The Great Potato Famine
Given this backdrop, the introduction of the potato from the Americas in the 1600s seemed like a godsend. The potato thrived in the Irish soil and climate. High-yielding and packed with carbohydrates, the tuber came to totally dominate the Irish table, particularly a variety called the "lumper". Periodic crop failures led to short famines over the next 150 years, but it was the Great Irish Potato Famine of 1845-1849 that truly changed Ireland forever. A blight attacked the monoculture fields of lumpers and destroyed the entire crop countrywide. An estimated 1 million of Ireland's 8.5 million people died of starvation. Another 2 million emigrated. Many of those left were reduced to begging. Irish culture survived and even spread to America, Australia and other emigree destinations. And all but the northeast counties achieved independence from Britain in the 1920s. But the country did not truly recover from the disaster until the latter half of the 20th century.
Ireland has now pulled itself out of the privation of the past. A full member of the European Union, it has lately experienced a renaissance of interest in Irish cuisine. Old favorites and ingredients are being revisited with a lighter touch and a new approach. The famous cooking school at Ballymaloe is at the forefront of this new cuisine and is spreading its influence across the kelly-colored countryside.
Irish cooking is still centered largely around the potato which is used as an ingredient in stews, such as Irish stew, or made into breads or cakes, like boxty and fadge. Soda bread is the great Irish bread, traditionally baked in a covered iron pot over an open fire. While meat was fairly hard to come by in harder times, lamb, beef and pork often find their way onto the Irish table nowadays. Blood, or black, puddings continue an ancient art. Salmon, trout and lobster are also enjoyed. Dublin Bay prawns are famous. Dairy products figure large at the table. Buttermilk, cheeses are butter are taken alone, with a piece of bread or used as ingredients in dishes.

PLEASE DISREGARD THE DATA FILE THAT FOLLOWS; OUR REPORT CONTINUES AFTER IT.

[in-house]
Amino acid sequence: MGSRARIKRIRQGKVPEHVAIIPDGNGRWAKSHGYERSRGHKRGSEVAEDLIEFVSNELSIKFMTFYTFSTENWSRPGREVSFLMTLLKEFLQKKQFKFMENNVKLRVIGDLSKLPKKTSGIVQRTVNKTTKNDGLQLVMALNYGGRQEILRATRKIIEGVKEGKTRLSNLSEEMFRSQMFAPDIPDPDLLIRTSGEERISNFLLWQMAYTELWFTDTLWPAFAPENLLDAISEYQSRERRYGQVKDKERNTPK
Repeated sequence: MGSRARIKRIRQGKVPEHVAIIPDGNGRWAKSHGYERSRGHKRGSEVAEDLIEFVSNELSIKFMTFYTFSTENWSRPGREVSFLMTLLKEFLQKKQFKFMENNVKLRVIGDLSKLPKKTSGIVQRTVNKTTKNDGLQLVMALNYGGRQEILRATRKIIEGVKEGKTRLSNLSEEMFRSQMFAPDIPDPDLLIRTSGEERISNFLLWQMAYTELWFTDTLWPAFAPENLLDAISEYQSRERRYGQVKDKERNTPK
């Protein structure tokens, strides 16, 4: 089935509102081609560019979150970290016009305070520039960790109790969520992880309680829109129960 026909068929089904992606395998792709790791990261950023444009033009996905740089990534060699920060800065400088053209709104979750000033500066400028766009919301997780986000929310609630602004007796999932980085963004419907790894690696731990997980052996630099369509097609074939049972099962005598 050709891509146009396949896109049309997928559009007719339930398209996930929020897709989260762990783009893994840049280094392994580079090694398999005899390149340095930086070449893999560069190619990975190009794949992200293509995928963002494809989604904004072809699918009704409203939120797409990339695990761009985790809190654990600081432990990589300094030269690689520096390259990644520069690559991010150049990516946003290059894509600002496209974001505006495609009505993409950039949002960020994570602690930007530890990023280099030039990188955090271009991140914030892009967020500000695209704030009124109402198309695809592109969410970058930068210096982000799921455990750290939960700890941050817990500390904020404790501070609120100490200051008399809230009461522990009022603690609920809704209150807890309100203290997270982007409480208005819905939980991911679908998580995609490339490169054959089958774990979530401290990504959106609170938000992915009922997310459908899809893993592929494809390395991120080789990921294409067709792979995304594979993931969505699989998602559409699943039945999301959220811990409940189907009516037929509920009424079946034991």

Commonly used vegetables include carrots, parsnips, rutabagas, cabbage, kale scallions and onions. Oats are used in breads and as a breakfast porridge. Barley often stretches stews, and split peas make for a tasty soup.
Irish beer, particularly Guinness and Harp, are world famous. Irish pubs are now found in most major cities of the world, spreading the cheer. Irish whiskey has a similar far-flung reputation. It is known to be sweeter and clearer than its smoky Scottish cousin.
Irish Meals and Eating Habits
The Irish have historically taken a large, heavy breakfast known as the "full Irish breakfast". Given the modern reduction of heavy physical labor and the concerns of millions of doctors, a lighter breakfast of bread and jam or oatmeal is becoming commoner. Lunchtime is traditionally the largest meal of the day. This is followed by a late afternoon cup of tea and perhaps a scone or piece of barm brack. Dinnertime is usually lighter fare, although city folk make this their main meal. The evening meal might also be taken in a pub along with a pint, the company of friends, a game of darts and an ancient, sad, sad ballad.